Onboarding as a Data Scientist
Very recently, I started as the new Product Lead of a multi-million dollar e-commerce company based in LA, California. I’m responsible in participating and providing product guidance over data science and analytics innovation
initiatives in the company — to create and define new processes for the improvement of business decisions and opportunities.
While my new roles leans toward data leadership, our team is very much a startup team — the only difference is we’re handling millions of records every week. So, the manpower of a startup team, but the data operations at a scale of a large corporate company. That means, I’m hands-on as well, with all the technical and business aspects of our data products.
Joining a storied company with over a decade of history means that I have a lot to learn in a short amount of time. As part of the onboarding process, I have created a 30–60–90 Day Plan to outline my transition to this new role. Also included in this blog are questions I used in my Listening Tour.
A Guide for Onboarding into a New Role
Today I am starting at a new company for the first time since 2009. Starting a new job is always a challenge, even more…
Here’s my condensed version of the Cold Start Algorithm + Listening Tour Questions (courtesy to Gokul Rajaram)
- tell me everything you think I should know
What is working well?
What is not working?
What should we do that we aren’t doing today?
What would you do if you were in my shoes?
What should I learn about Posh Peanut that will be helpful to me in my role?
2. biggest challenges the team has right now
3. who else should I talk to
A Career Cold Start Algorithm
Several times in my career, I've joined a team whose work was already well under way, where I had a massive knowledge…
📜 PMs Create the Truth
Hey there, it's Will! 👋🏽 Welcome to Product Life - a weekly email about product strategy, career advice and…
From the notes I took doing the Cold Start Algo, I created an early State of the Union.
From Listening Tour to State of the Union
To really learn something, you have to live it. This is also true of companies. The culture of a company lives through…
To retrofit Deb Liu’s notes as CEO to onboarding as a Data Product Lead, here’s who I met with:
- Every member of the data team
- Nominees from anyone I met with
- People in interesting roles who had a unique perspective I encountered throughout the month
- My manager
- Other coworkers on my team with whom I’ll work closely
- Other colleagues who are in my role or a similar one
- Any cross-functional partners (on other teams) I’ll work with regularly
- Any external partners (outside of the company) I’ll work with regularly
- My new direct reports (given I’m a manager)
Make the First 90 Days Count
Change is hard. Whether it is moving from one team to another, taking on a larger role, or transitioning to a new…
The 30-60-90 Day Plan: Your Secret Weapon for New Job Success
Whether you're preparing for an interview or prepping for a new job, making a 30-60-90 day plan can help you set…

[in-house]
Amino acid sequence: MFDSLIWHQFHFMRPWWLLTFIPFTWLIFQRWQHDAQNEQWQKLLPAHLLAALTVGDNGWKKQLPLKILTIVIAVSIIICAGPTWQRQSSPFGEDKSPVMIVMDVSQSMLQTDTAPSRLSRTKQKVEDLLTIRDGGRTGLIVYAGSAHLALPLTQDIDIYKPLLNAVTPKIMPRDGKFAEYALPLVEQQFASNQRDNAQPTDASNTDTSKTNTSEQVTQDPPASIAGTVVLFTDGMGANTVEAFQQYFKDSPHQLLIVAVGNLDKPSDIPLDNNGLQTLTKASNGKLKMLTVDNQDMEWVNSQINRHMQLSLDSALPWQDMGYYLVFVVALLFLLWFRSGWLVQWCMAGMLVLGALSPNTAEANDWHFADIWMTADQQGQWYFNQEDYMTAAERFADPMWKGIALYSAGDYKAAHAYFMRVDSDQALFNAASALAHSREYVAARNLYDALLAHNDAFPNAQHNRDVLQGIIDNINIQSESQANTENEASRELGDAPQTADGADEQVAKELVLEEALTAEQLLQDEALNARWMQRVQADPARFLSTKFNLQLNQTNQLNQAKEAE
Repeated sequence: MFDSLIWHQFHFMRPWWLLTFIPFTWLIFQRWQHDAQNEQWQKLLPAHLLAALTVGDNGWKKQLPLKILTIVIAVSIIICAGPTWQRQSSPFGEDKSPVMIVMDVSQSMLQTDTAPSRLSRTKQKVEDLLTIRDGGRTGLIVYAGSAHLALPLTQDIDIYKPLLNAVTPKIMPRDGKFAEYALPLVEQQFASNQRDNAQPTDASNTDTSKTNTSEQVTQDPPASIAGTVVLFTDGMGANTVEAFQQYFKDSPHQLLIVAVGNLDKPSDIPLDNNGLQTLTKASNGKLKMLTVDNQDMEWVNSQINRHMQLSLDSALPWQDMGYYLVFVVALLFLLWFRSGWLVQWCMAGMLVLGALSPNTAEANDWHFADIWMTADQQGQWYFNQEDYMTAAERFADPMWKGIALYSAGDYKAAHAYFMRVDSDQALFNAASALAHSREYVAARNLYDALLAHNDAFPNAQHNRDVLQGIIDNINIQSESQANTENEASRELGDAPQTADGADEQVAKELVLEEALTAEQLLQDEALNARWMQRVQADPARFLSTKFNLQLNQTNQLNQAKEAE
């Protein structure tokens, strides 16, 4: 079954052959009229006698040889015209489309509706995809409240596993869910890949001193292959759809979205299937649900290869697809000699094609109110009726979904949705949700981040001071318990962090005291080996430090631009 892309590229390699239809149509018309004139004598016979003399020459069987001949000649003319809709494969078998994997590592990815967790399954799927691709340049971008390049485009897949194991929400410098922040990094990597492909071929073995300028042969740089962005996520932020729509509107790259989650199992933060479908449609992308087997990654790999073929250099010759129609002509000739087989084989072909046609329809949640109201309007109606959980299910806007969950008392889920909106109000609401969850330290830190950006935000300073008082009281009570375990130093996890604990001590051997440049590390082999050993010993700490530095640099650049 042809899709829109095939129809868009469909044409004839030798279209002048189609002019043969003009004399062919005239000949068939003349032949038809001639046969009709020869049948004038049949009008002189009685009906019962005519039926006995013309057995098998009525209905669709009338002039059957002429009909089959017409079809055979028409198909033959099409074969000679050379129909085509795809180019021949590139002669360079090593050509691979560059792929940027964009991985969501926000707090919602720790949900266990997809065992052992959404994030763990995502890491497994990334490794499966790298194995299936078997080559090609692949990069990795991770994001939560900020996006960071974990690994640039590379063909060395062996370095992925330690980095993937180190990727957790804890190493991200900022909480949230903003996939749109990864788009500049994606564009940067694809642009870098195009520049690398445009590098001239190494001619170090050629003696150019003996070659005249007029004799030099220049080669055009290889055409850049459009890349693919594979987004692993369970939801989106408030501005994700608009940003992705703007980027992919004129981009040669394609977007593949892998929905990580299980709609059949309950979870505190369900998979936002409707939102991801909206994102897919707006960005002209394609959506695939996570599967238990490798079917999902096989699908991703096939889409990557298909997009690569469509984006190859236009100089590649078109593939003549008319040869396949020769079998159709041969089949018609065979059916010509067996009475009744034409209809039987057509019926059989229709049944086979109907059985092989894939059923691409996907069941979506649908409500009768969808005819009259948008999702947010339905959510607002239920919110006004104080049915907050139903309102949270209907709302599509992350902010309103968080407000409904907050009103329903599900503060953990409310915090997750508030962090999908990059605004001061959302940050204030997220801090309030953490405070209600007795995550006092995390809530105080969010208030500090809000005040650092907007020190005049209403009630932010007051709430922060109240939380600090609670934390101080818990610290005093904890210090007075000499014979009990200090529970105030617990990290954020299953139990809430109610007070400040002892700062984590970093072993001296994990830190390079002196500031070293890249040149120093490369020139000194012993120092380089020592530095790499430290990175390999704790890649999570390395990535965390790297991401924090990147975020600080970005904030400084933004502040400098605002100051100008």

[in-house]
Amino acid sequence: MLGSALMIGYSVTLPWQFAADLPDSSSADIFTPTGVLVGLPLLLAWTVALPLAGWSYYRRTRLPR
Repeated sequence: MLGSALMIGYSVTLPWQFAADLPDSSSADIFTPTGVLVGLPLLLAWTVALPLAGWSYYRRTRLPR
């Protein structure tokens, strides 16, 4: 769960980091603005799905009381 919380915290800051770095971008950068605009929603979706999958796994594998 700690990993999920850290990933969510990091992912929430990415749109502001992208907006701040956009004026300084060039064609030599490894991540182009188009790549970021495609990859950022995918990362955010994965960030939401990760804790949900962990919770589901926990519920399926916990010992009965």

Communicating the 30–60–90 Day plan as a Product Lead (Data & Analytics) means a balance of product guidance in parallel with early execution (in the true agile sense). This means that while I was setting up the data product roadmap for the company, I was also, at the same time, executing data sprints aligned with that roadmap. This doesn’t necessarily mean I’m following scrum religiously … it’s dangerous to blindly follow the frameworks (scrum, agile, SaFe) without truly understanding what fits the needs of your organization.
In our team, TDSP makes the most sense as we want a data team that will work and deliver quality products in the long run — and not burn them out in an endless cycle of consecutive short sprints with no breaks.
As a note, I joined as a wartime Product Lead. That means I had to adapt these themes into something that got me into the action faster.
Setting goals is all about making a plan for how you’ll achieve your overarching priorities. For each phase, set goals that ladder up to your stated focus and priorities. (See our example 30–60–90 day plan below for inspiration.) If it’s helpful, break your goals into categories like learning, performance, and personal goals.
Learning goals: To set these, ask, “What knowledge and skills do I need to be successful? How can I best absorb and acquire that information and those abilities?”
Performance goals: These are concrete things you want to accomplish or complete as part of your new role. To set these, ask yourself, “What progress do I hope to make within the first 30/60/90 days?”
Personal goals: These goals are more about getting to know the people you’ll be working with and finding your place within your new company or team. To set these, ask, “Who are the key people I need and want to build relationships with? How can I establish and foster those relationships, so that I’m seen as trustworthy and credible?”
I presented my 30–60–90 day plan to the team and to my manager, got their feedback, then iterated based on their feedback. I also presented some of the data MVPs I worked on along with my 30–60–90 day plan so that they know that my proposals are feasible and something I can work on. The data MVPs I built also helped me get feedback on whether there’s a different feature I need to prioritize or if some of the features are non-priority (i.e. should be eliminated from the first sprint).
You can definitely retrofit my approach when onboarding onto other roles — e.g. as a Data Scientist. Just be mindful of the company culture and how the business works, then you should be able to do a cold start algorithm, starting Day 1!
If you’re interested in finding out more about the data science interview process, here’s my previous blog on ACTUAL data science interview questions.